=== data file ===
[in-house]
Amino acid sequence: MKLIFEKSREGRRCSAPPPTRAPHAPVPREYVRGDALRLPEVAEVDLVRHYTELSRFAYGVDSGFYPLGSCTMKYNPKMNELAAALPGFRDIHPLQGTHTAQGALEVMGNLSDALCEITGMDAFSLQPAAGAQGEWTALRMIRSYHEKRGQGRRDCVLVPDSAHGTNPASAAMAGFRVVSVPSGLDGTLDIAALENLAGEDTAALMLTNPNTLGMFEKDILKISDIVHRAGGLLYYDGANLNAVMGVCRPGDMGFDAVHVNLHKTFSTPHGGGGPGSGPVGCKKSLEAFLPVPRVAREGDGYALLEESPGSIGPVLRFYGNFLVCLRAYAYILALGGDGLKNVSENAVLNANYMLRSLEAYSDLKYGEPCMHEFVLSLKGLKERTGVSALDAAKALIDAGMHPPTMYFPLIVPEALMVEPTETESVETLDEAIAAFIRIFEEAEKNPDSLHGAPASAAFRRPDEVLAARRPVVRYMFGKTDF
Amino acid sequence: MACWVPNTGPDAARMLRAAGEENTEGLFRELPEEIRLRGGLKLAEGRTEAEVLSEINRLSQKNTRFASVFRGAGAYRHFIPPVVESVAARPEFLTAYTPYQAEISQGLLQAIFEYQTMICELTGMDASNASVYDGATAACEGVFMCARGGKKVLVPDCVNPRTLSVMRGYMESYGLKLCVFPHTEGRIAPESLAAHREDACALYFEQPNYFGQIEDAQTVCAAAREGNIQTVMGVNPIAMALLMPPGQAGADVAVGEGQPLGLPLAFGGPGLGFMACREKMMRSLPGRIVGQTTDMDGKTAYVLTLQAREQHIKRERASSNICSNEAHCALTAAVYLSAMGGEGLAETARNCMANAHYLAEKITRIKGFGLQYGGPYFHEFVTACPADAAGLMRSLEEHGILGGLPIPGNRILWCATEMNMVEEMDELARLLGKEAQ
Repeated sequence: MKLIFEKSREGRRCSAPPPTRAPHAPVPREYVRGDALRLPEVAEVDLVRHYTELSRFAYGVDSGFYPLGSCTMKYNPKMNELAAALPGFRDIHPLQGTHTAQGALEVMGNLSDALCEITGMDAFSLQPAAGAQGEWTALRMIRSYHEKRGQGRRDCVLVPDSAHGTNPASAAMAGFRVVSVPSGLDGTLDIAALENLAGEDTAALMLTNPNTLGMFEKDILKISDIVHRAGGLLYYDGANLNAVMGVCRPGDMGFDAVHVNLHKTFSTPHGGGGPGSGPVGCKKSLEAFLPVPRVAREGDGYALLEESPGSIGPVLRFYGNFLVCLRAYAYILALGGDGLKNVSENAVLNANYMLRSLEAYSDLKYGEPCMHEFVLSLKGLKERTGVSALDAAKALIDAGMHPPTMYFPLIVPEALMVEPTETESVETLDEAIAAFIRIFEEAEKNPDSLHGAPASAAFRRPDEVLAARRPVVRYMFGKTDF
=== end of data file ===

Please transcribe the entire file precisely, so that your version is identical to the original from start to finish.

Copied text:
[in-house]
Amino acid sequence: MKLIFEKSREGRRCSAPPPTRAPHAPVPREYVRGDALRLPEVAEVDLVRHYTELSRFAYGVDSGFYPLGSCTMKYNPKMNELAAALPGFRDIHPLQGTHTAQGALEVMGNLSDALCEITGMDAFSLQPAAGAQGEWTALRMIRSYHEKRGQGRRDCVLVPDSAHGTNPASAAMAGFRVVSVPSGLDGTLDIAALENLAGEDTAALMLTNPNTLGMFEKDILKISDIVHRAGGLLYYDGANLNAVMGVCRPGDMGFDAVHVNLHKTFSTPHGGGGPGSGPVGCKKSLEAFLPVPRVAREGDGYALLEESPGSIGPVLRFYGNFLVCLRAYAYILALGGDGLKNVSENAVLNANYMLRSLEAYSDLKYGEPCMHEFVLSLKGLKERTGVSALDAAKALIDAGMHPPTMYFPLIVPEALMVEPTETESVETLDEAIAAFIRIFEEAEKNPDSLHGAPASAAFRRPDEVLAARRPVVRYMFGKTDF
Amino acid sequence: MACWVPNTGPDAARMLRAAGEENTEGLFRELPEEIRLRGGLKLAEGRTEAEVLSEINRLSQKNTRFASVFRGAGAYRHFIPPVVESVAARPEFLTAYTPYQAEISQGLLQAIFEYQTMICELTGMDASNASVYDGATAACEGVFMCARGGKKVLVPDCVNPRTLSVMRGYMESYGLKLCVFPHTEGRIAPESLAAHREDACALYFEQPNYFGQIEDAQTVCAAAREGNIQTVMGVNPIAMALLMPPGQAGADVAVGEGQPLGLPLAFGGPGLGFMACREKMMRSLPGRIVGQTTDMDGKTAYVLTLQAREQHIKRERASSNICSNEAHCALTAAVYLSAMGGEGLAETARNCMANAHYLAEKITRIKGFGLQYGGPYFHEFVTACPADAAGLMRSLEEHGILGGLPIPGNRILWCATEMNMVEEMDELARLLGKEAQ
Repeated sequence: MKLIFEKSREGRRCSAPPPTRAPHAPVPREYVRGDALRLPEVAEVDLVRHYTELSRFAYGVDSGFYPLGSCTMKYNPKMNELAAALPGFRDIHPLQGTHTAQGALEVMGNLSDALCEITGMDAFSLQPAAGAQGEWTALRMIRSYHEKRGQGRRDCVLVPDSAHGTNPASAAMAGFRVVSVPSGLDGTLDIAALENLAGEDTAALMLTNPNTLGMFEKDILKISDIVHRAGGLLYYDGANLNAVMGVCRPGDMGFDAVHVNLHKTFSTPHGGGGPGSGPVGCKKSLEAFLPVPRVAREGDGYALLEESPGSIGPVLRFYGNFLVCLRAYAYILALGGDGLKNVSENAVLNANYMLRSLEAYSDLKYGEPCMHEFVLSLKGLKERTGVSALDAAKALIDAGMHPPTMYFPLIVPEALMVEPTETESVETLDEAIAAFIRIFEEAEKNPDSLHGAPASAAFRRPDEVLAARRPVVRYMFGKTDF